Taking the Mystery Out of Asset Management (1 of 3)
August 13, 2019
How Mature Is Your Asset Management Program?
By Kevin Miller, Strategic Consultant, POWER Engineers
The first of three articles that discuss asset management as it applies to effective utility business processes.
“Wherever you go, there you are” is not just the title of a best-selling book. It’s also a phrase that applies to the journey toward maturity. For the purposes of this article, I’d like to apply “wherever you go, there you are” to asset management maturity.
There are several good definitions of the Asset Management Maturity Model to help you understand where you are with regards to our Asset Management practices. We all start somewhere on the continuum, so before you try to advance your practices, it’s important to accurately access where you are in order to understand the steps necessary to move forward.
All asset management programs are built on three foundational components: data, practices, and analysis. To determine next steps, you should consider the state of these three components within your asset management practice.
I believe that data is the key component for moving forward. Addressing the data component is often the first step that we need to take to advance our asset management program. Because of the advancement of GIS, most of us have data. It may not be good data or complete data however.
Data needed for asset management can also exist in other systems or formats outside of GIS. Simply pulling that information into accessible systems can make a big difference in the data portion of the equation. Once the data is accessed and analyzed, the quality and completeness of the data can be assessed.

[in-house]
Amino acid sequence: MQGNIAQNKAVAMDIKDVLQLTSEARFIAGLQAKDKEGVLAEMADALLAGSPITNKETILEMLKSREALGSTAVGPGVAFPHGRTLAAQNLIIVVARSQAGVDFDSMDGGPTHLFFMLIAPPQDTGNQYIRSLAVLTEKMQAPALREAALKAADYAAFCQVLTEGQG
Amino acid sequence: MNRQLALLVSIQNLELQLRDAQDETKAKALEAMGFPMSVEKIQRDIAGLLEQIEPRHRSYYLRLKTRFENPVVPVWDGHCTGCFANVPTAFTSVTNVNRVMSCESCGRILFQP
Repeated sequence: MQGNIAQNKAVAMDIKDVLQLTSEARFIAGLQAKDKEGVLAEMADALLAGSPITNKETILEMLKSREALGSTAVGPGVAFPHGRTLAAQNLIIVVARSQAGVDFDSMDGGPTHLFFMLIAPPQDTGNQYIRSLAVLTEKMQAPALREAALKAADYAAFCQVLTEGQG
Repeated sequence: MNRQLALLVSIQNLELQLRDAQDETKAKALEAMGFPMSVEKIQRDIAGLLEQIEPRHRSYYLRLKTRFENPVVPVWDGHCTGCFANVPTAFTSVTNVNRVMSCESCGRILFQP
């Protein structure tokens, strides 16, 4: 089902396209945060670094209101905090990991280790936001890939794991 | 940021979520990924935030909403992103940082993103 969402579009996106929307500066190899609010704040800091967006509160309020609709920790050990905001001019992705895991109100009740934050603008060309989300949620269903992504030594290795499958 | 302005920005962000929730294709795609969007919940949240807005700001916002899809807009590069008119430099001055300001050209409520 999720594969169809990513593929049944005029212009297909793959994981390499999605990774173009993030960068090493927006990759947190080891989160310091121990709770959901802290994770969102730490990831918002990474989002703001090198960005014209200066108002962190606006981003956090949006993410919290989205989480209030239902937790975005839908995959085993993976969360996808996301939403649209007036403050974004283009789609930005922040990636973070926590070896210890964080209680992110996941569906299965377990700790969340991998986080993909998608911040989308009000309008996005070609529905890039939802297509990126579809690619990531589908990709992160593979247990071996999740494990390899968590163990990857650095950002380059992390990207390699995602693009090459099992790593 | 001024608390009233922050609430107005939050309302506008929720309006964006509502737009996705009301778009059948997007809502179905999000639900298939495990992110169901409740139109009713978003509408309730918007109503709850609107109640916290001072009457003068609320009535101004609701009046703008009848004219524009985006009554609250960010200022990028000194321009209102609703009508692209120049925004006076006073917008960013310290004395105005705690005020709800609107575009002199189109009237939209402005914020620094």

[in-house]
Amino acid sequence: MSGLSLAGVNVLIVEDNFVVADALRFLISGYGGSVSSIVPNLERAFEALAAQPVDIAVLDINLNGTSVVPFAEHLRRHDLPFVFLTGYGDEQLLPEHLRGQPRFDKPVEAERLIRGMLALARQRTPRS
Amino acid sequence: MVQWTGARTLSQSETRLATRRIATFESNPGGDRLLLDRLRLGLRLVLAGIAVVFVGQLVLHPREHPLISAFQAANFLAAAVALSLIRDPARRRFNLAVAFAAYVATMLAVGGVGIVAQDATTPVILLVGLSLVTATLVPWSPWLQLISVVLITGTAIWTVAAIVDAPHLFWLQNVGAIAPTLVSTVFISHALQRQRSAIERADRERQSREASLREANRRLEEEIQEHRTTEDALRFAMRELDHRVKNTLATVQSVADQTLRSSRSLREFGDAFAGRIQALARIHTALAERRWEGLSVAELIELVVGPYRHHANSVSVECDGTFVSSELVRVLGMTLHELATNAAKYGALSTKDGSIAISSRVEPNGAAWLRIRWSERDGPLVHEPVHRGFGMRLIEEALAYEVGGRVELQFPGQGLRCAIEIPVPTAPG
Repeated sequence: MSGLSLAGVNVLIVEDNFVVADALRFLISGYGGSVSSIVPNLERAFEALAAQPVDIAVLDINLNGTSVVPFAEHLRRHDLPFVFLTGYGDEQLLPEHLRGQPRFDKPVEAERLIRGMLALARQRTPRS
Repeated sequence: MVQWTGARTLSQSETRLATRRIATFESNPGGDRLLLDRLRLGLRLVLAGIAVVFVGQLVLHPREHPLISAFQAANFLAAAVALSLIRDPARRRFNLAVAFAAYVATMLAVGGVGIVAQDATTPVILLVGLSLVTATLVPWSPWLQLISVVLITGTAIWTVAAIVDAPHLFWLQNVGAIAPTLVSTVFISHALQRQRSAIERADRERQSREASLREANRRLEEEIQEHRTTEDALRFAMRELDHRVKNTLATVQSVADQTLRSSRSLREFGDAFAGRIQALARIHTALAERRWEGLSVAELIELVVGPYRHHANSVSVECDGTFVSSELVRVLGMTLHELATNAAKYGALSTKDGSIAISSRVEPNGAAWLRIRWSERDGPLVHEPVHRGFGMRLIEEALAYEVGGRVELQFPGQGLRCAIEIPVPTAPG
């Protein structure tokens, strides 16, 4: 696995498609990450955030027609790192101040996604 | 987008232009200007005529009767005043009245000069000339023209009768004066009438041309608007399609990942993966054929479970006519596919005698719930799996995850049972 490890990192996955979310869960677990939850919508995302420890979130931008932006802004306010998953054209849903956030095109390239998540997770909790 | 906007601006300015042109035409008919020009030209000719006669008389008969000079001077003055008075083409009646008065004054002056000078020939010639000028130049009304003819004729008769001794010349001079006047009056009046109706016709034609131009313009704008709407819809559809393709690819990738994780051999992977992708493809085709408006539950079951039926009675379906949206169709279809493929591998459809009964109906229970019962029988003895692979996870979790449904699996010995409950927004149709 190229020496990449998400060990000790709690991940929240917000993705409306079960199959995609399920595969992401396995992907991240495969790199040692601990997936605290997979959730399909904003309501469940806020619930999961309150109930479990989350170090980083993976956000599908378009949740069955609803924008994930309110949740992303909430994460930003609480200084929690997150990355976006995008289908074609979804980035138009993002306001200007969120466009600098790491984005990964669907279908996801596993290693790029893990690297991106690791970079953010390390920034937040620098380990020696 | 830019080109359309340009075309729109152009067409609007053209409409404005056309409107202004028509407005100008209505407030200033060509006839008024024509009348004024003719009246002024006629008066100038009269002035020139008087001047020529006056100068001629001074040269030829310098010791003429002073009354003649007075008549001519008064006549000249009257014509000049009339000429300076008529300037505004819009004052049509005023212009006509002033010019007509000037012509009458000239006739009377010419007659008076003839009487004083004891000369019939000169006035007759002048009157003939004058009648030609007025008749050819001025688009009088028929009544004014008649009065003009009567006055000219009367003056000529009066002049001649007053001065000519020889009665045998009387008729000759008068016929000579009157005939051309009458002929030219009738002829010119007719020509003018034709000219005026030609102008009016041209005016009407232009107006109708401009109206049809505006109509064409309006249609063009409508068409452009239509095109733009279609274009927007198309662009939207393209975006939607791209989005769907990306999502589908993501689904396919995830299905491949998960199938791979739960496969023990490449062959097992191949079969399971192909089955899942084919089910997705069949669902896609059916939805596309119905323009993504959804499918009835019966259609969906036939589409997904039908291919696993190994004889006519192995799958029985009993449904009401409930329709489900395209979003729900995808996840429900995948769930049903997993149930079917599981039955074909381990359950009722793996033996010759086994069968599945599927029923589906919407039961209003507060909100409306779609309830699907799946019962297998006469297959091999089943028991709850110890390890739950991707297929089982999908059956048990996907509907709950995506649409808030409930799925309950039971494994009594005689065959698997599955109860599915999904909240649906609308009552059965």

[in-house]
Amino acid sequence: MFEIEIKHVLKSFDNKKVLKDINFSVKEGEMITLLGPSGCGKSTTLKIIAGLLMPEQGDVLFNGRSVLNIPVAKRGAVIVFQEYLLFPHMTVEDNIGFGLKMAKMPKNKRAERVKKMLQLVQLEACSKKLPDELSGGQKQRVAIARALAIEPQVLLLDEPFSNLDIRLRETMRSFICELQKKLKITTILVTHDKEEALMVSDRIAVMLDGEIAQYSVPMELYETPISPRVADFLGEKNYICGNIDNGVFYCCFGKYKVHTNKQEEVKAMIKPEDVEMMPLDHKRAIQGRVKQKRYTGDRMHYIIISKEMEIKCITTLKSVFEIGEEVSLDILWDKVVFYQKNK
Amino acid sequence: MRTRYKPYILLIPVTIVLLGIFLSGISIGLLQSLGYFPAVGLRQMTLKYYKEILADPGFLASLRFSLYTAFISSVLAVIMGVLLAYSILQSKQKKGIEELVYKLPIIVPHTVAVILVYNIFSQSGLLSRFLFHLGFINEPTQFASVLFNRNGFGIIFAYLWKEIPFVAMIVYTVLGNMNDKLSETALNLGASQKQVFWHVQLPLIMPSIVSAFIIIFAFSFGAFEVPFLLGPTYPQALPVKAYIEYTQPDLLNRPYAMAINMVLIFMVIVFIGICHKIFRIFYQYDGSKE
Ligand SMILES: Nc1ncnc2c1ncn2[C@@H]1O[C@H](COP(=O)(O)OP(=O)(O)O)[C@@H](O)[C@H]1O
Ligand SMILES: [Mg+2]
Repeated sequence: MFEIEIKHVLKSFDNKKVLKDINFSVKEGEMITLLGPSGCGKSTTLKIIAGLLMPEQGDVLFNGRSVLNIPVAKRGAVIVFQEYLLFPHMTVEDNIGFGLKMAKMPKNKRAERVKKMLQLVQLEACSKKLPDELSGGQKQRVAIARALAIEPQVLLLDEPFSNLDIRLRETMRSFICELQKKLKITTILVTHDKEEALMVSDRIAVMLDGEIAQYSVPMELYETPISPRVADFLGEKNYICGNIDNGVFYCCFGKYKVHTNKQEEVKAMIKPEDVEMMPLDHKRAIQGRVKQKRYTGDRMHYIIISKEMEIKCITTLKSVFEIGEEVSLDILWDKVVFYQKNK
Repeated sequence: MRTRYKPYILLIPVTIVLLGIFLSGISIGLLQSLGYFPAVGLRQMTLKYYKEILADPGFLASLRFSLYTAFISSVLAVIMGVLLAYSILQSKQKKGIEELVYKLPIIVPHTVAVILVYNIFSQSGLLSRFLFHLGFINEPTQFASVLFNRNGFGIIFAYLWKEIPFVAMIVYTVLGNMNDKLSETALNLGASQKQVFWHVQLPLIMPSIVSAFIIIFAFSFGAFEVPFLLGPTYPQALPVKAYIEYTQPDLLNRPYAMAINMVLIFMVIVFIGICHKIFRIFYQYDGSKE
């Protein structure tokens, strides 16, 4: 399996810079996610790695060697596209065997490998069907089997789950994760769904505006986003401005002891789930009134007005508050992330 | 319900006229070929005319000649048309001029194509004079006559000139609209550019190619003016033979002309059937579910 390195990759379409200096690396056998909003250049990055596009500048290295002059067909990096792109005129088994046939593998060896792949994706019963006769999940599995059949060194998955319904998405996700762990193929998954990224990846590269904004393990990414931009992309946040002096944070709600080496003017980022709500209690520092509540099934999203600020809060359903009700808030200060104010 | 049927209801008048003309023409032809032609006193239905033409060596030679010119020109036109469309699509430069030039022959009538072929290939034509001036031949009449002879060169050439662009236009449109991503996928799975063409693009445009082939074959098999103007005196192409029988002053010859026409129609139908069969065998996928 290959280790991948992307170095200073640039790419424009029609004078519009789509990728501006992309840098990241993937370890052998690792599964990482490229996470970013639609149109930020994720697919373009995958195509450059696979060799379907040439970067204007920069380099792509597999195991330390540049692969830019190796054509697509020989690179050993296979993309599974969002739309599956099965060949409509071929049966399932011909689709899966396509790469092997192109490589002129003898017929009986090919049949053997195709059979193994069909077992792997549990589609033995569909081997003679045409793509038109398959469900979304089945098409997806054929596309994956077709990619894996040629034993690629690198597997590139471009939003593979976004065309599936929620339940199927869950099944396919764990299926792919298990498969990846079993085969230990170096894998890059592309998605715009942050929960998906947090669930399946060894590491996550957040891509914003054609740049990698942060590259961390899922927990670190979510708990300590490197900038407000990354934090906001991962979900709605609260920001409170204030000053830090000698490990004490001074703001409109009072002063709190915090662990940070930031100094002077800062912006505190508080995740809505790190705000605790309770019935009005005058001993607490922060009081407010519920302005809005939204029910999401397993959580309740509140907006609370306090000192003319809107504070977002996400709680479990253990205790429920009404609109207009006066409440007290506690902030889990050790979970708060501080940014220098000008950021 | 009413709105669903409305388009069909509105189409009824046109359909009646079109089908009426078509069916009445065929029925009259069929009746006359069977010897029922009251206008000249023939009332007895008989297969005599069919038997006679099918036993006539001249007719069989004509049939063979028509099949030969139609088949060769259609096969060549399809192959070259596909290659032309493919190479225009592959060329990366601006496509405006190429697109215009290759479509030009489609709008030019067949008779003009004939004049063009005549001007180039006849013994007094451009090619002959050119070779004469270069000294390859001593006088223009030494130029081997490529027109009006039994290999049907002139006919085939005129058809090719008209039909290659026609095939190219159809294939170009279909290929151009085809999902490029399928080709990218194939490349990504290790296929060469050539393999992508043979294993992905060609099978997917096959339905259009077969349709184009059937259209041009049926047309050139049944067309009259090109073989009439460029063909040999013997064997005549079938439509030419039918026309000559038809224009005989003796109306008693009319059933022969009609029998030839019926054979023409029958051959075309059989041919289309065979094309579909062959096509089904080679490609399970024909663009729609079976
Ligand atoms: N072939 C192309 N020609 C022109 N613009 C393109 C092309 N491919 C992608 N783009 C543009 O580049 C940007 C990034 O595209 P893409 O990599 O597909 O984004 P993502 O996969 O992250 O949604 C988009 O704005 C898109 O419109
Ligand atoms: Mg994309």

As a systems manager at a major investor-owned utility, I can remember working with distribution business unit managers to understand how we could evolve our distribution asset management program. We had GIS in place and asset information in several systems in addition to GIS.
Our challenge was pulling the data together. We needed information in an accessible format and system to understand the condition of the data. The high cost of asset management software at that time and the expense of accomplishing an asset management project were significant problems. Just to determine the quality and usefulness of our data, we had to make a significant spend.
Today things are significantly different. Software systems are available at a much lower entry price and are designed to operate within GIS and our other existing systems. This means that no matter where you are in the Asset Management Maturity Model, you can implement systems that bring your data together and allow you to develop the practices that will move your asset management practice forward.
Systems available today lower the cost bar to pull data into a single source of the truth. Once information is blended from multiple systems, utilities can access data and develop practices to enhance their asset management program at the same time. With cost and access barriers removed, the next step is choosing a partner who understands both asset management and the software required to move forward efficiently with asset management program development.
Graphic: Copyright 2013 The Institute of Asset Management
Next in this series: I’ll share how to establish a solid set of business goals to guide your asset management development and how to win the essential support of senior management. In the meantime, please reach out to me if you have any questions about asset management or sign up for a link to our registration page for POWER’s next webinar on asset management solutions. You can also view our most recent webinar on demand.
About the Author:
Kevin Miller is a strategic consultant in our Geospatial and Asset Management Business Unit. He started his career with FirstEnergy where he worked for 23 years in GIS, asset management, design, and capital projects. For the last 13 years Kevin has provided expert guidance to customers, product development and sales teams to develop solutions that apply technology and process improvement to achieve business value. He understands the utility business and the systems that support the business at utilities and has worked with many of the largest utilities in North America.